Revision 10ef4410c16710d7caf8c0882b7efbac894d49ed authored by M. Helena Gonçalves on 22 September 2012, 00:00:00 UTC, committed by Gabor Csardi on 22 September 2012, 00:00:00 UTC
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\description{This data set was presented by MacDonald and Raubenheimer (1995) 
and analyze the effect of hunger on locomotory behaviour of 24 locust (\emph{Locusta migratoria}) 
observed at 161 time points. The subjects were divided in two treatment groups ("fed" and "not fed"), 
and within each of the two groups, the subjects were alternatively "male" and "female". 
For the purpose of this analysis the categories of the response variable 
were "moving" and "not moving". During the observation period, the behavior of each of the subjects was 
registered every thirty seconds.}
  A data frame with 3864 observations on the following 7 variables.
    \item{\code{id}}{a numeric vector that identifies de number of the individual profile.}
    \item{\code{move}}{a numeric vector representing the response variable.}
    \item{\code{sex}}{a factor with levels \code{1} for "male" and \code{0} for "female". }
    \item{\code{time}}{a numeric vector that identifies de number of the time points observed. 
    The \code{time} vector considered was obtained dividing (1:161) by 120 (number of observed periods in 1 hour).}
    \item{\code{feed}}{a factor with levels \code{0} "no" and \code{1} "yes".}
\details{The response variable, \code{move} is the binary type coded as \code{1} for "moving" and \code{0} for "not moving". 
The \code{sex} covariate was coded as \code{1} for "male" and \code{0} for "female". The \code{feed} covariate indicating the treatment group,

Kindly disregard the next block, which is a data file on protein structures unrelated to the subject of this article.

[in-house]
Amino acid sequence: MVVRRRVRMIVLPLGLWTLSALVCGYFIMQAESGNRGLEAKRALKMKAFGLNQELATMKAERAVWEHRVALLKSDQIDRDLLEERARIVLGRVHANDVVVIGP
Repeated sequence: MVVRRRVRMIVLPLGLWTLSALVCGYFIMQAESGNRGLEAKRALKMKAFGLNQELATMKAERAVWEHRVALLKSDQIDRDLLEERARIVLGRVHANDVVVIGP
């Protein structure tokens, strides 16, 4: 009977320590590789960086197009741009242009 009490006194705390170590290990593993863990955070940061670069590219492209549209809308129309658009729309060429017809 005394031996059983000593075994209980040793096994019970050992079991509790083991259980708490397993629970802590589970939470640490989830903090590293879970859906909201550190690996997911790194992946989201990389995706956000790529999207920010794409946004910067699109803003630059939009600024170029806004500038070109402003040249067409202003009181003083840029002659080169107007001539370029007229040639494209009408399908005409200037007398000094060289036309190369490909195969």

was coded as \code{1} for "fed" and \code{0} for "not fed". Azzalini and Chiogna (1997) also have analyze this 
data set using their \code{S-plus} package \code{}. }
\source{MacDonald, I. and Raubenheimer, D. (1995). Hidden Markov models and animal behaviour. 
\emph{Biometrical Journal}, 37, 701-712}
\references{Azzalini, A. and Chiogna, M. (1997). S-Plus Tools for the Analysis of Repeated Measures Data. 
\emph{Computational Statistics}, 12, 53-66}

####  dependence="MC2"
locust2_feed1 <- bild(move~(time+I(time^2))*sex, data=locust, start=NULL,
   subSET=feed=="1", aggregate=sex, dependence="MC2")


plot(locust2_feed1, which=5, ylab="probability of locomoting", 
    main="Feed=1", add.unadjusted=TRUE)

locust2 <- bild(move~(time+I(time^2))*feed, data=locust, start=NULL, 
        aggregate=feed, dependence="MC2")

plot(locust2, which=1)
plot(locust2, which=2)
plot(locust2, which=3)
plot(locust2, which=4)

plot(locust2, which=5, ylab="probability of locomoting", add.unadjusted=TRUE)

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